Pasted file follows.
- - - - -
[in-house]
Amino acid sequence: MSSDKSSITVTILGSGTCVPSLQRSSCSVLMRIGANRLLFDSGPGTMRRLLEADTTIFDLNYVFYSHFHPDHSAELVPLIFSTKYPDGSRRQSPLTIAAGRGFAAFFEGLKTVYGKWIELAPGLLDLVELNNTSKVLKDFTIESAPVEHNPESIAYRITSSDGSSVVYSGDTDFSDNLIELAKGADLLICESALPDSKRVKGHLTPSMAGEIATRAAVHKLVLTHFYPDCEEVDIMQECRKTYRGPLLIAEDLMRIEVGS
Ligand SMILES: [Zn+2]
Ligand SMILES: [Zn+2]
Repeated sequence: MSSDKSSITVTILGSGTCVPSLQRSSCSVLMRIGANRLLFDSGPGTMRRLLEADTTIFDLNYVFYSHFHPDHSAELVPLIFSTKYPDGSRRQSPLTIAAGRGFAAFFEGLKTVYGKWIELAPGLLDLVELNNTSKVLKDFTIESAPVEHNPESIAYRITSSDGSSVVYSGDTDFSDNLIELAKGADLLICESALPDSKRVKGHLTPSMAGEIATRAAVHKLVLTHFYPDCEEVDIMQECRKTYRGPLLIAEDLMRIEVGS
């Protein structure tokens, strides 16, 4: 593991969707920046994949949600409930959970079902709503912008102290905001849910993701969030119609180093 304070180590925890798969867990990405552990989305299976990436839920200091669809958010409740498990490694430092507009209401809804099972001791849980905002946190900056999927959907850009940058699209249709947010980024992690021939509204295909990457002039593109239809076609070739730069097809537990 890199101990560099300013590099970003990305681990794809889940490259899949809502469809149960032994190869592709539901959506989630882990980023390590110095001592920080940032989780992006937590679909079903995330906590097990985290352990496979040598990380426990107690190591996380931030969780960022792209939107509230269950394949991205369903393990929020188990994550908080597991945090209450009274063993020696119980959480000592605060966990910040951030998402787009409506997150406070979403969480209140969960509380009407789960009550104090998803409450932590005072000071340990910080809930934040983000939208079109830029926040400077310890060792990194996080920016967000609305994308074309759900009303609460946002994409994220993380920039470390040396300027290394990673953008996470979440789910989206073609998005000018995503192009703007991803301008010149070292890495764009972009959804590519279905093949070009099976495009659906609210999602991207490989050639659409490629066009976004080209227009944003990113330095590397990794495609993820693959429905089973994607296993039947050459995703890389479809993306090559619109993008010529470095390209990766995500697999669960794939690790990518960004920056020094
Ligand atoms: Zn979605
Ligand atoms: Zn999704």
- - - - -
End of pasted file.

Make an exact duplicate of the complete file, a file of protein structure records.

[in-house]
Amino acid sequence: MSSDKSSITVTILGSGTCVPSLQRSSCSVLMRIGANRLLFDSGPGTMRRLLEADTTIFDLNYVFYSHFHPDHSAELVPLIFSTKYPDGSRRQSPLTIAAGRGFAAFFEGLKTVYGKWIELAPGLLDLVELNNTSKVLKDFTIESAPVEHNPESIAYRITSSDGSSVVYSGDTDFSDNLIELAKGADLLICESALPDSKRVKGHLTPSMAGEIATRAAVHKLVLTHFYPDCEEVDIMQECRKTYRGPLLIAEDLMRIEVGS
Ligand SMILES: [Zn+2]
Ligand SMILES: [Zn+2]
Repeated sequence: MSSDKSSITVTILGSGTCVPSLQRSSCSVLMRIGANRLLFDSGPGTMRRLLEADTTIFDLNYVFYSHFHPDHSAELVPLIFSTKYPDGSRRQSPLTIAAGRGFAAFFEGLKTVYGKWIELAPGLLDLVELNNTSKVLKDFTIESAPVEHNPESIAYRITSSDGSSVVYSGDTDFSDNLIELAKGADLLICESALPDSKRVKGHLTPSMAGEIATRAAVHKLVLTHFYPDCEEVDIMQECRKTYRGPLLIAEDLMRIEVGS
């Protein structure tokens, strides 16, 4: 593991969707920046994949949600409930959970079902709503912008102290905001849910993701969030119609180093 304070180590925890798969867990990405552990989305299976990436839920200091669809958010409740498990490694430092507009209401809804099972001791849980905002946190900056999927959907850009940058699209249709947010980024992690021939509204295909990457002039593109239809076609070739730069097809537990 890199101990560099300013590099970003990305681990794809889940490259899949809502469809149960032994190869592709539901959506989630882990980023390590110095001592920080940032989780992006937590679909079903995330906590097990985290352990496979040598990380426990107690190591996380931030969780960022792209939107509230269950394949991205369903393990929020188990994550908080597991945090209450009274063993020696119980959480000592605060966990910040951030998402787009409506997150406070979403969480209140969960509380009407789960009550104090998803409450932590005072000071340990910080809930934040983000939208079109830029926040400077310890060792990194996080920016967000609305994308074309759900009303609460946002994409994220993380920039470390040396300027290394990673953008996470979440789910989206073609998005000018995503192009703007991803301008010149070292890495764009972009959804590519279905093949070009099976495009659906609210999602991207490989050639659409490629066009976004080209227009944003990113330095590397990794495609993820693959429905089973994607296993039947050459995703890389479809993306090559619109993008010529470095390209990766995500697999669960794939690790990518960004920056020094
Ligand atoms: Zn979605
Ligand atoms: Zn999704």